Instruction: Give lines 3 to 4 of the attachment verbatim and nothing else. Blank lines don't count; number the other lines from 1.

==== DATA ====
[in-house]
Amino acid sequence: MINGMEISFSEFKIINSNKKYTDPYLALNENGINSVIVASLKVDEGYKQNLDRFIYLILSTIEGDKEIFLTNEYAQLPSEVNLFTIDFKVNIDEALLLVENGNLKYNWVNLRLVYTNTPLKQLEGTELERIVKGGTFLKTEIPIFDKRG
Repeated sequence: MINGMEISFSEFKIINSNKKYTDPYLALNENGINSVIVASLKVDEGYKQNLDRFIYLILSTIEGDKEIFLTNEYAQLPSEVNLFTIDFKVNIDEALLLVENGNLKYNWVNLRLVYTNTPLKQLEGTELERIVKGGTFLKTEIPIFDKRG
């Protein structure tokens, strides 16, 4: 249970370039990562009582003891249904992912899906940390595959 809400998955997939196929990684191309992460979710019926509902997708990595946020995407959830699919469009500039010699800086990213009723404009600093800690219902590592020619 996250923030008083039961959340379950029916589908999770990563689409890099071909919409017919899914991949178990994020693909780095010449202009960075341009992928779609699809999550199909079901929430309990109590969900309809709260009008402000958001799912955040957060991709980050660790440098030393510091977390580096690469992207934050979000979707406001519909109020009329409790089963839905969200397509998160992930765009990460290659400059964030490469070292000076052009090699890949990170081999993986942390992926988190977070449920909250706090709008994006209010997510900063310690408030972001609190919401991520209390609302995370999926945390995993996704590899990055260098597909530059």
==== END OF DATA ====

Repeated sequence: MINGMEISFSEFKIINSNKKYTDPYLALNENGINSVIVASLKVDEGYKQNLDRFIYLILSTIEGDKEIFLTNEYAQLPSEVNLFTIDFKVNIDEALLLVENGNLKYNWVNLRLVYTNTPLKQLEGTELERIVKGGTFLKTEIPIFDKRG
């Protein structure tokens, strides 16, 4: 249970370039990562009582003891249904992912899906940390595959 809400998955997939196929990684191309992460979710019926509902997708990595946020995407959830699919469009500039010699800086990213009723404009600093800690219902590592020619 996250923030008083039961959340379950029916589908999770990563689409890099071909919409017919899914991949178990994020693909780095010449202009960075341009992928779609699809999550199909079901929430309990109590969900309809709260009008402000958001799912955040957060991709980050660790440098030393510091977390580096690469992207934050979000979707406001519909109020009329409790089963839905969200397509998160992930765009990460290659400059964030490469070292000076052009090699890949990170081999993986942390992926988190977070449920909250706090709008994006209010997510900063310690408030972001609190919401991520209390609302995370999926945390995993996704590899990055260098597909530059």